The Civil War was not going well for the Union during the first two years. The Union was suffering defeat after defeat at the hands of Robert E. Lee and the Army of Northern Virginia and it seemingly had no answer. Backstabbing and in-fighting among the Union’s Army leadership were rampant. President Lincoln had appointed a series of commanders looking for the one who would be able to take on Lee and beat the outnumbered but resilient enemy.

By the time of the Battle of Fredericksburg in December 1862, Lincoln had given command over to Ambrose Burnside. Burnside had the opportunity to surprise Lee but a series of failures would ultimately cause another Union debacle. In the battle of Fredericksburg Burnside’s army of 114,000 would engage Lee’s 72,500; it would be the largest battle of the Civil War.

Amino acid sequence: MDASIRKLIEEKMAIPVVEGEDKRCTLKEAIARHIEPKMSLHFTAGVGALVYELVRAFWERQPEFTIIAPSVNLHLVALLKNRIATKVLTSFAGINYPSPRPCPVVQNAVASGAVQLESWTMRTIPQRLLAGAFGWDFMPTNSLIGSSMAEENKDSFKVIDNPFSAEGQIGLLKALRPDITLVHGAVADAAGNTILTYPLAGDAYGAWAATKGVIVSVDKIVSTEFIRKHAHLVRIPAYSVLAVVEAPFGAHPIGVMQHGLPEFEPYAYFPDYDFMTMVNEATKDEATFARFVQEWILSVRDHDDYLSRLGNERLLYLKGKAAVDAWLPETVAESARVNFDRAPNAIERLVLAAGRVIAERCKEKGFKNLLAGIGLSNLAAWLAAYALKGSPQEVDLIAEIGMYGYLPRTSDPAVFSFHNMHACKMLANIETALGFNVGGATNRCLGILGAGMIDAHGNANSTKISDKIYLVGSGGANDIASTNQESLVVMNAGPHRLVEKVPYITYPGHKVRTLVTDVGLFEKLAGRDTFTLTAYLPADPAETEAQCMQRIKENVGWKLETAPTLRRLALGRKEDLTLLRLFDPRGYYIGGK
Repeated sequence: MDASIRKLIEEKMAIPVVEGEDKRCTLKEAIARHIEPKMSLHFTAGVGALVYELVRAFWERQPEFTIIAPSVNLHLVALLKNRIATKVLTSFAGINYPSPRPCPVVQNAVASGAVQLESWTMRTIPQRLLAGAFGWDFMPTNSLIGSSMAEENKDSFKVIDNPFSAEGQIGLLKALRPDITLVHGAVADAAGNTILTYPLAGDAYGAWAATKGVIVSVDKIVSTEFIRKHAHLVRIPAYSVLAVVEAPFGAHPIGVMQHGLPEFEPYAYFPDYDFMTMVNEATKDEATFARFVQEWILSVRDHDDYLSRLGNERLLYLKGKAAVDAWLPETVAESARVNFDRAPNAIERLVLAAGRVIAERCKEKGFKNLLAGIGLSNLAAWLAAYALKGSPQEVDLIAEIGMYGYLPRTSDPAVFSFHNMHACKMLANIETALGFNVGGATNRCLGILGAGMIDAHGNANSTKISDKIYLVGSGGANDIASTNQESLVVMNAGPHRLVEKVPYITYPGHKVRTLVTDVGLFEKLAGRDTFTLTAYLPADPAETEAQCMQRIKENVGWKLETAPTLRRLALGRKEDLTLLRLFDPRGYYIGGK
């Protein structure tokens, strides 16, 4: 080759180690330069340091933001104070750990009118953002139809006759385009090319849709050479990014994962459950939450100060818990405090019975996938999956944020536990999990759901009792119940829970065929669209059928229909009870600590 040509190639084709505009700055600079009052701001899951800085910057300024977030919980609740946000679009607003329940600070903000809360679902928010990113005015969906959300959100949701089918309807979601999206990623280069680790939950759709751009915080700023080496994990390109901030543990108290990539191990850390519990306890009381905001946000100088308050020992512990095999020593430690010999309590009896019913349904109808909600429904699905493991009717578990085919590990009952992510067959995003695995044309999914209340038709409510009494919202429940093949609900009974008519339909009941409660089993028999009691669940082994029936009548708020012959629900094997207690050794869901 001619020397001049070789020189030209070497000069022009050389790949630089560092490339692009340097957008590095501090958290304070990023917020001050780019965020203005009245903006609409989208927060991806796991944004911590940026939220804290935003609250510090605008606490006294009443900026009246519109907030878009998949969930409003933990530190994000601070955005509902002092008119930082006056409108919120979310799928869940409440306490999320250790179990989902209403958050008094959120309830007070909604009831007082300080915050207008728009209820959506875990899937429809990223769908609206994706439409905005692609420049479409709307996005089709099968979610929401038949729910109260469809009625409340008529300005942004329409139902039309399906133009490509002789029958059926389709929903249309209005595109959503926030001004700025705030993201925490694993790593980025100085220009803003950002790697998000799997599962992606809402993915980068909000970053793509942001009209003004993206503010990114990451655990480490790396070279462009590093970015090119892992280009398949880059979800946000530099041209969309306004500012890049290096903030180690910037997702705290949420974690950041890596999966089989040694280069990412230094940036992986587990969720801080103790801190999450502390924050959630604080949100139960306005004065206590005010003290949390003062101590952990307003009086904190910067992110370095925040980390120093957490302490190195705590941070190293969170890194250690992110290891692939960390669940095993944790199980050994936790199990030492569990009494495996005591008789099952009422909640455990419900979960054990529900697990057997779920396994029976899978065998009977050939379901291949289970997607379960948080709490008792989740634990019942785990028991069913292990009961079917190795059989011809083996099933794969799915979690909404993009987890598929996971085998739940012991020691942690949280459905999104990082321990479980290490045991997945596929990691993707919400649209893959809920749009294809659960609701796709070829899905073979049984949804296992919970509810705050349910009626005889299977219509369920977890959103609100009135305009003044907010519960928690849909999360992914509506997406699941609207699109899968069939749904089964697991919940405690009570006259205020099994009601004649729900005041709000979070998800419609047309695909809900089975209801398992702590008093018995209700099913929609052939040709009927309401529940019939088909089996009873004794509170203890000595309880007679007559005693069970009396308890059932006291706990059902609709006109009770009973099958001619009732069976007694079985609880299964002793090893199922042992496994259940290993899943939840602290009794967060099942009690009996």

It was during the bloody battle of Fredericksburg, that one soldier, Richard Rowland Kirkland, would display compassion for the wounded soldiers of both sides. He’d be recognized as a humanitarian of such accord that he would become known as “The Angel of Marye’s Heights.”

Sergeant Richard Rowland Kirkland

Background to the Battle

Burnside was given command of the Army of the Potomac on November 7. Lincoln wanted a bold plan and Burnside gave it to him. He planned on attacking the South and taking the Confederate capital of Richmond.